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Electronic health records provide more complete information than paper-based records in labor and delivery units

Research Activities, June 2009, No. 346

The use of electronic health records (EHR) in obstetrical environments has lagged behind other clinical specialties that have already embraced the technology. In a study of the use of an EHR in a labor and delivery unit, Jeanne-Marie Guise, M.D., M.P.H. of Oregon Health and Science University, and colleagues found that electronic admission records contained more patient information when compared with paper records.

The researchers examined 250 paper-based and 250 EHR labor and delivery admission notes in a busy university hospital labor and delivery unit. The paper-based records were created during a 6-month period before the unit implemented an EHR system. All of the EHR admission notes studied were created after the system was in place for 1 year.

Paper-based admission notes were substantially more likely to be missing key clinical information when compared with the EHR. Data most likely to be missing included contractions (10 vs. 2 percent), membrane status (64 vs. 5 percent), bleeding (35 vs. 2 percent), and fetal movement (20 vs. 3 percent). The EHR also was more likely to contain complete information about factors used to calculate gestational age. Other data more likely to be missed in paper-based notes were fetal monitoring information, infection history, and laboratory data, such as blood type and Rh factor. When workflow was examined, both computer-related and direct patient care activities significantly increased following the EHR implementation.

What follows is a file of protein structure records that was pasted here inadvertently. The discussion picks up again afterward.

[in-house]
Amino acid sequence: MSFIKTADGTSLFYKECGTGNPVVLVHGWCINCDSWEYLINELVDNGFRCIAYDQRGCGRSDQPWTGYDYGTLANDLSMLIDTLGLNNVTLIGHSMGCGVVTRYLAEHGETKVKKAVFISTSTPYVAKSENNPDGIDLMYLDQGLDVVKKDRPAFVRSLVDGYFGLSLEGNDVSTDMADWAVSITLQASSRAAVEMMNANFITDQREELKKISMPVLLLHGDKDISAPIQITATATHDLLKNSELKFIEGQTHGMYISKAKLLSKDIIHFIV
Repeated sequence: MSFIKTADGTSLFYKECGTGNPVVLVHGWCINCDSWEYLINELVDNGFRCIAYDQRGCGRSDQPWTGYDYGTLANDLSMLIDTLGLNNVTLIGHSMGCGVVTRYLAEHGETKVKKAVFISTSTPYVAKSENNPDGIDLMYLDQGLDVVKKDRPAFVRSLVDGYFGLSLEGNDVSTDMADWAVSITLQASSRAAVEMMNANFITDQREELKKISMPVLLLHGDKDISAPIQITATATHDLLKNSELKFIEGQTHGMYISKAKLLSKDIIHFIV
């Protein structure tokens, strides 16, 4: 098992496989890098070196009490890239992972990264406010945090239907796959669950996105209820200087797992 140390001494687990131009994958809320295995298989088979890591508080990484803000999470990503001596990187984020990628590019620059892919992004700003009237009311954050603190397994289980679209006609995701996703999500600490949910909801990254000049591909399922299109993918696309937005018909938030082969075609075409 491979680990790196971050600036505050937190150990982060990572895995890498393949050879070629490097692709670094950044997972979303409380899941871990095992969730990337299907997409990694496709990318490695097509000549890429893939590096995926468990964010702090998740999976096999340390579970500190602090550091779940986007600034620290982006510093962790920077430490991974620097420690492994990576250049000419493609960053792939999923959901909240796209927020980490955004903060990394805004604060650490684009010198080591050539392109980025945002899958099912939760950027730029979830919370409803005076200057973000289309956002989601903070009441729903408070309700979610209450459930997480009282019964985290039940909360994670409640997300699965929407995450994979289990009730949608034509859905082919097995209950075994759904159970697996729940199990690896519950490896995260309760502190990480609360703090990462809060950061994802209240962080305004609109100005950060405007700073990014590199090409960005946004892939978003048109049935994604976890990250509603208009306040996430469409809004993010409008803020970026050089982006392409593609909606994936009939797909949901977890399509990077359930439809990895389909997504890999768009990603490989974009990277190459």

Implementing an EHR system in labor and delivery units can improve patient safety and quality of care. EHRs have specific design features that may improve document completeness compared with paper-based records. For example, providers can use a single check box to indicate an entire category of patient history is negative. More research is needed to understand how certain safety features can affect aspects of labor and delivery care. The study was supported by the Agency for Healthcare Research and Quality (HS15321).

See "Examining the value of electronic health records on labor and delivery," by Karen B. Eden, Ph.D., Rosalia Messina, M.P.A., Hong Li, M.D., M.S.P.H., and others, in the September 2008 American Journal of Obstetrics & Gynecology 199, pp. 307.e1-307.e9.

Current as of June 2009
Internet Citation: Electronic health records provide more complete information than paper-based records in labor and delivery units: Research Activities, June 2009, No. 346. June 2009. Agency for Healthcare Research and Quality, Rockville, MD.